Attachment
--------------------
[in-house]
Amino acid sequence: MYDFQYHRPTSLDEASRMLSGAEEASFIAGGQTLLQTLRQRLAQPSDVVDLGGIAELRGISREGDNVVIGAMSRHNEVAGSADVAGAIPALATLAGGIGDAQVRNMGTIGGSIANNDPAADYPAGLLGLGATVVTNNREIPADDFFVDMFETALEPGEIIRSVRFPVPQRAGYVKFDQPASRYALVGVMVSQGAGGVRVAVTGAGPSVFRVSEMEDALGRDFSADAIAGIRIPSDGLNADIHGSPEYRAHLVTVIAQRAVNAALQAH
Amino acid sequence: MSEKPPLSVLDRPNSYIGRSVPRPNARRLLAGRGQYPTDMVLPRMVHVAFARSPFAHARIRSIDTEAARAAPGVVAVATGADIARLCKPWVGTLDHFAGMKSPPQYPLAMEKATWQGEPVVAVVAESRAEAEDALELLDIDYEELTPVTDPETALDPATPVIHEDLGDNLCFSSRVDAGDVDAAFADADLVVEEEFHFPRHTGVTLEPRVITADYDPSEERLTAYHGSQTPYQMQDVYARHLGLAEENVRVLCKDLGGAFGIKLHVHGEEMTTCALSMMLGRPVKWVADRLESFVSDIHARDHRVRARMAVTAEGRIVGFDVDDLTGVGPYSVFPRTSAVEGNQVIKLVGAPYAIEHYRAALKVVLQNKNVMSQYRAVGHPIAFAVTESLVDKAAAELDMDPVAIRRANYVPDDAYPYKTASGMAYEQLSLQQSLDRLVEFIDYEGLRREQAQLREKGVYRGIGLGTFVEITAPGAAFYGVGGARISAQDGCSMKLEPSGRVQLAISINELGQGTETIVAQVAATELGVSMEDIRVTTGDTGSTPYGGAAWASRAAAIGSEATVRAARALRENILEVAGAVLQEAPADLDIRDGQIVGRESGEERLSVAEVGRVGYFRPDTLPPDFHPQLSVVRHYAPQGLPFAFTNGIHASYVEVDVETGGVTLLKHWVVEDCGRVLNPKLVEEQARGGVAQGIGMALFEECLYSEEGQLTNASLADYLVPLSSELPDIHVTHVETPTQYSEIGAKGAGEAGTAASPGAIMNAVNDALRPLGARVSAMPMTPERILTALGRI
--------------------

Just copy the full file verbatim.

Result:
[in-house]
Amino acid sequence: MYDFQYHRPTSLDEASRMLSGAEEASFIAGGQTLLQTLRQRLAQPSDVVDLGGIAELRGISREGDNVVIGAMSRHNEVAGSADVAGAIPALATLAGGIGDAQVRNMGTIGGSIANNDPAADYPAGLLGLGATVVTNNREIPADDFFVDMFETALEPGEIIRSVRFPVPQRAGYVKFDQPASRYALVGVMVSQGAGGVRVAVTGAGPSVFRVSEMEDALGRDFSADAIAGIRIPSDGLNADIHGSPEYRAHLVTVIAQRAVNAALQAH
Amino acid sequence: MSEKPPLSVLDRPNSYIGRSVPRPNARRLLAGRGQYPTDMVLPRMVHVAFARSPFAHARIRSIDTEAARAAPGVVAVATGADIARLCKPWVGTLDHFAGMKSPPQYPLAMEKATWQGEPVVAVVAESRAEAEDALELLDIDYEELTPVTDPETALDPATPVIHEDLGDNLCFSSRVDAGDVDAAFADADLVVEEEFHFPRHTGVTLEPRVITADYDPSEERLTAYHGSQTPYQMQDVYARHLGLAEENVRVLCKDLGGAFGIKLHVHGEEMTTCALSMMLGRPVKWVADRLESFVSDIHARDHRVRARMAVTAEGRIVGFDVDDLTGVGPYSVFPRTSAVEGNQVIKLVGAPYAIEHYRAALKVVLQNKNVMSQYRAVGHPIAFAVTESLVDKAAAELDMDPVAIRRANYVPDDAYPYKTASGMAYEQLSLQQSLDRLVEFIDYEGLRREQAQLREKGVYRGIGLGTFVEITAPGAAFYGVGGARISAQDGCSMKLEPSGRVQLAISINELGQGTETIVAQVAATELGVSMEDIRVTTGDTGSTPYGGAAWASRAAAIGSEATVRAARALRENILEVAGAVLQEAPADLDIRDGQIVGRESGEERLSVAEVGRVGYFRPDTLPPDFHPQLSVVRHYAPQGLPFAFTNGIHASYVEVDVETGGVTLLKHWVVEDCGRVLNPKLVEEQARGGVAQGIGMALFEECLYSEEGQLTNASLADYLVPLSSELPDIHVTHVETPTQYSEIGAKGAGEAGTAASPGAIMNAVNDALRPLGARVSAMPMTPERILTALGRI